Poster Session D, Monday, March 25, 8:00 – 10:00 am, Pacific Concourse
Characterizing the timecourse and mechanisms of the attentional selection of object representations in working memory
Charlie Giattino1, Saikiran Gudla2, Mariana Feingold1, Marty Woldorff1; 1Duke University, 2University of Cincinnati
Attention can be directed externally to spatial locations, features, and objects in the environment, as well as internally to representations such as those in working memory (WM). Much recent work has focused on understanding the nature of such internal attention; yet, many of these studies have focused on attention to spatial locations or simple objects, rather than complex objects such as faces and scenes (e.g., houses). We sought to further characterize the timecourse and nature of internal object attention by recording EEG as subjects performed three different tasks designed to allow comparison of object-selective processing at multiple levels. To make these comparisons, we took advantage of EEG measures of object-selective processing, primarily the face-selective N170 ERP effect and its distinct scalp topography. We previously presented our findings using attentive object viewing (Task 1) to elucidate the timecourse of selective attention to external objects (Task 2). Here we focused on using both external attention tasks as object-selective templates to further characterize selective attention to, and WM maintenance of, internal object representations (Task 3). In Task 3, we used a delayed match-to-sample task with two samples on each trial, a face and a house, one of which was retroactively cued as relevant for that trial. We found that retro-cueing attention in this way led to a pattern of voltages highly similar to the external object attention tasks, starting at ~400 ms post-cue and lasting for several hundred milliseconds, giving insight into the timecourse of directing internal attention to the contents of WM.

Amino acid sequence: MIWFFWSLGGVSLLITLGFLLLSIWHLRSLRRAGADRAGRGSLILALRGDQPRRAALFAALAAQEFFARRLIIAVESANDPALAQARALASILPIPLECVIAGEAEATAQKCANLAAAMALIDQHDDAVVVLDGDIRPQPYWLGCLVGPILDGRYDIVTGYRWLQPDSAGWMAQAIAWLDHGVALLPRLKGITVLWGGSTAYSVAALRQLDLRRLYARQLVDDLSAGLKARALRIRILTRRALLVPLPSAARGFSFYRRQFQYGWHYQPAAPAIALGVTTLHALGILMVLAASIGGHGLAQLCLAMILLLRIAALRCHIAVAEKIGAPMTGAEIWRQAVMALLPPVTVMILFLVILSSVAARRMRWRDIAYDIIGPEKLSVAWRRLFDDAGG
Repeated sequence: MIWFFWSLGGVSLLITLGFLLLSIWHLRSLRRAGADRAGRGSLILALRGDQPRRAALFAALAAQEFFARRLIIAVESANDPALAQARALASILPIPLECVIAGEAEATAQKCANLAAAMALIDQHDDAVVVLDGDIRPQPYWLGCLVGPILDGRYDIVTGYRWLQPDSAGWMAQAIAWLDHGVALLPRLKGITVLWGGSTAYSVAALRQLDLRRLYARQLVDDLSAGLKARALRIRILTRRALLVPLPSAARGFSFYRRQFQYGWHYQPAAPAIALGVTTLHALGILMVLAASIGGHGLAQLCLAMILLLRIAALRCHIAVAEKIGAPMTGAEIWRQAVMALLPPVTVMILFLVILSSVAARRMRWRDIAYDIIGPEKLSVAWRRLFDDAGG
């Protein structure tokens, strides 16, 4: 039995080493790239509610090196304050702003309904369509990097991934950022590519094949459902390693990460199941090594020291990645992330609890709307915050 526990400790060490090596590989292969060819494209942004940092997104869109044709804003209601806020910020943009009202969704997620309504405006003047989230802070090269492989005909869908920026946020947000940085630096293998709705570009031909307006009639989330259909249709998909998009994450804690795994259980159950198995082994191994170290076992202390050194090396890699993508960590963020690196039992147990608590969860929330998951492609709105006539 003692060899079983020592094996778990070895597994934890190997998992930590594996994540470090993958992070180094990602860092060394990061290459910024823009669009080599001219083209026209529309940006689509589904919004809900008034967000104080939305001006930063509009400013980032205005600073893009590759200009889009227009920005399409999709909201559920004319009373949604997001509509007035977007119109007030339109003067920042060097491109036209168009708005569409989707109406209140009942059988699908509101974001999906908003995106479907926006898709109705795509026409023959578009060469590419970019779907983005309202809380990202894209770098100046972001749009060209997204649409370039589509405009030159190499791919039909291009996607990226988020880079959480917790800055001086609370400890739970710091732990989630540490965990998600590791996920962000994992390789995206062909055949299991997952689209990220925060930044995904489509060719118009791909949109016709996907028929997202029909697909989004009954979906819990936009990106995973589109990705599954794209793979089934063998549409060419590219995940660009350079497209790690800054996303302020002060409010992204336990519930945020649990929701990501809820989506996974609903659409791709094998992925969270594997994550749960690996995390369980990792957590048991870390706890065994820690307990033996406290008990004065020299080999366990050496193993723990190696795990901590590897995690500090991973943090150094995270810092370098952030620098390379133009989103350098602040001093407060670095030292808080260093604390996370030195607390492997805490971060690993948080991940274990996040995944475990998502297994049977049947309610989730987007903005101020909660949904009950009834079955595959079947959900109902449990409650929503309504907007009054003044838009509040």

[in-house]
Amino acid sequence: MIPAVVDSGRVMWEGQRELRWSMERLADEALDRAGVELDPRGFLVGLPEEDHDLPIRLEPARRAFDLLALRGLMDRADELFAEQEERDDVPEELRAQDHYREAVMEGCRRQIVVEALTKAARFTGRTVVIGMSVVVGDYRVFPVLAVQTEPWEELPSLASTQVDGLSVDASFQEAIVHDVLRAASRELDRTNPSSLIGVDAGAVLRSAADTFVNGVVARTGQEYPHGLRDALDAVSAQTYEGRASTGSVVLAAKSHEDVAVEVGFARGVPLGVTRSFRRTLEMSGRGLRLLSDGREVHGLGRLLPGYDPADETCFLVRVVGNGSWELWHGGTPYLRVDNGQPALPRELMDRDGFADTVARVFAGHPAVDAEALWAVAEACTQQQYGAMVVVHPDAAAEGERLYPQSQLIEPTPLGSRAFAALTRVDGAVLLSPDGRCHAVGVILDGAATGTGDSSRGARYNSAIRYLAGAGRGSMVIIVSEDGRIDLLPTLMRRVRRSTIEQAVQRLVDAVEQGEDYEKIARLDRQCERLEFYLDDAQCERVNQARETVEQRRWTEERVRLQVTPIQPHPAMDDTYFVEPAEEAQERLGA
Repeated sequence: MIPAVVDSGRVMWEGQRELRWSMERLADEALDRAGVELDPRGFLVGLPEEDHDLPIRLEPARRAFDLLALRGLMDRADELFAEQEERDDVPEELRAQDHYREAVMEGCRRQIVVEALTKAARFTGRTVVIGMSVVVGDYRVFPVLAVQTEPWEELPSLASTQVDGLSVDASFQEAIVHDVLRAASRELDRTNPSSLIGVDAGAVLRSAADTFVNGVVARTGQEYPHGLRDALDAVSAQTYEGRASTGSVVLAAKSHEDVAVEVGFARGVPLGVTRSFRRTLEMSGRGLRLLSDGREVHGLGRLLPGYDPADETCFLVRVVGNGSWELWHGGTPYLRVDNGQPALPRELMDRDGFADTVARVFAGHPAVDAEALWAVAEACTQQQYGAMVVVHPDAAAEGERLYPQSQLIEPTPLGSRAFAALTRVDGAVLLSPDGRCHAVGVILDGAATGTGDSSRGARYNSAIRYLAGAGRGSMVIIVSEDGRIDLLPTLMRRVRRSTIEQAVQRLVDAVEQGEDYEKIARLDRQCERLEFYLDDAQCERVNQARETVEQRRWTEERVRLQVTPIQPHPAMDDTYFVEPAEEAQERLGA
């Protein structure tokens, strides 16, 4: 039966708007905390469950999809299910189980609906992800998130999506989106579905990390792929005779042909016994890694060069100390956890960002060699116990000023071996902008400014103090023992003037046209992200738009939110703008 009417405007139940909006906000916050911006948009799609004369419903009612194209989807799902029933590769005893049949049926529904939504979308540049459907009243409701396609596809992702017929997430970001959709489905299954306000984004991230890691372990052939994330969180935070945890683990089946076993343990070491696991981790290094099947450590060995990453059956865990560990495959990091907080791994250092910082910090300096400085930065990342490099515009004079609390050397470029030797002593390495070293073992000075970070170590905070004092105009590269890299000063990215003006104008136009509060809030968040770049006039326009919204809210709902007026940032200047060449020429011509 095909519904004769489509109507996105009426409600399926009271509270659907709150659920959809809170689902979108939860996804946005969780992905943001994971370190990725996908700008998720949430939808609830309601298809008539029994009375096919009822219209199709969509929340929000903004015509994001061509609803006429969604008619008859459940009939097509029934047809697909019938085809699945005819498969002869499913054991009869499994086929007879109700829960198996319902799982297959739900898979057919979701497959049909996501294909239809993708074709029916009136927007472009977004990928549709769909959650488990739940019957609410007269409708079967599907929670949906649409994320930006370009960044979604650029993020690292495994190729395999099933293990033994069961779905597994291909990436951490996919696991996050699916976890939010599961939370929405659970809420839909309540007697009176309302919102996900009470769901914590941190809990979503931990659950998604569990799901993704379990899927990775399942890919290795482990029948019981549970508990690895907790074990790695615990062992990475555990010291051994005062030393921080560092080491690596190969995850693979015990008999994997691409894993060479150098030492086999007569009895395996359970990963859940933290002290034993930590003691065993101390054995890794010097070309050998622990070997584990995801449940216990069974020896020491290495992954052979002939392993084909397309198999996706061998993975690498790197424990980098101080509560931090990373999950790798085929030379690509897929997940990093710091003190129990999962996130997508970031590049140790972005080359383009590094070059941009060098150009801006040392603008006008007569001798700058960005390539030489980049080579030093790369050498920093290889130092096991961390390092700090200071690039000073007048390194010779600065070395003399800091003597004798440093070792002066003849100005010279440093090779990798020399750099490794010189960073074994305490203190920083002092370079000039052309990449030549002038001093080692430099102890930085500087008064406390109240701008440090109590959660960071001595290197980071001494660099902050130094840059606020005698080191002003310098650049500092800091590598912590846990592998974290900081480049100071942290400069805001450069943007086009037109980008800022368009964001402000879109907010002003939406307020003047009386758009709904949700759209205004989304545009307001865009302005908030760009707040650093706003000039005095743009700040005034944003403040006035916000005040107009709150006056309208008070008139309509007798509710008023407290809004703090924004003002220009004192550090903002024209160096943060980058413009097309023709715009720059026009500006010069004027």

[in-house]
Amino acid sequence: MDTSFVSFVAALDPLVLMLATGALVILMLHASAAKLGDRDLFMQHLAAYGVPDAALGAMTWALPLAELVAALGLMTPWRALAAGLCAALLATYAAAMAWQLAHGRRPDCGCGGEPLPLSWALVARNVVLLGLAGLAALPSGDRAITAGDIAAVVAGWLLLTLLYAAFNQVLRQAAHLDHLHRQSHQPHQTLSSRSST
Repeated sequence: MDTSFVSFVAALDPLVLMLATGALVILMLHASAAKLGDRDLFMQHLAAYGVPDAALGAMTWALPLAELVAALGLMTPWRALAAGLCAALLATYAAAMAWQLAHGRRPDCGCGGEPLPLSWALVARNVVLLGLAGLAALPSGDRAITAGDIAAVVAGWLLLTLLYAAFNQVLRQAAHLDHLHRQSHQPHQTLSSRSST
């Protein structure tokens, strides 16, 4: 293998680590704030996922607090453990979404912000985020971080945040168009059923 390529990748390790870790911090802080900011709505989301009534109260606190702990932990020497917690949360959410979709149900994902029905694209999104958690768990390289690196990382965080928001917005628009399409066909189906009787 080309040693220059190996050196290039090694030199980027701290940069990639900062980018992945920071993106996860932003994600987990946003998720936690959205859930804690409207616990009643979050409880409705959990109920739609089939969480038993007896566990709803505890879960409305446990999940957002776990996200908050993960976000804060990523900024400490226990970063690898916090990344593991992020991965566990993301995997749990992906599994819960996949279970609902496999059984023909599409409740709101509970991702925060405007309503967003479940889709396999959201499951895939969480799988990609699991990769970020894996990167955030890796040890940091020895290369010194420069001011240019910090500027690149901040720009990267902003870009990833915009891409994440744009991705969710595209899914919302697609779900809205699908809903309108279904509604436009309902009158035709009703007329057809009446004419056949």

Topic Area: ATTENTION: Nonspatial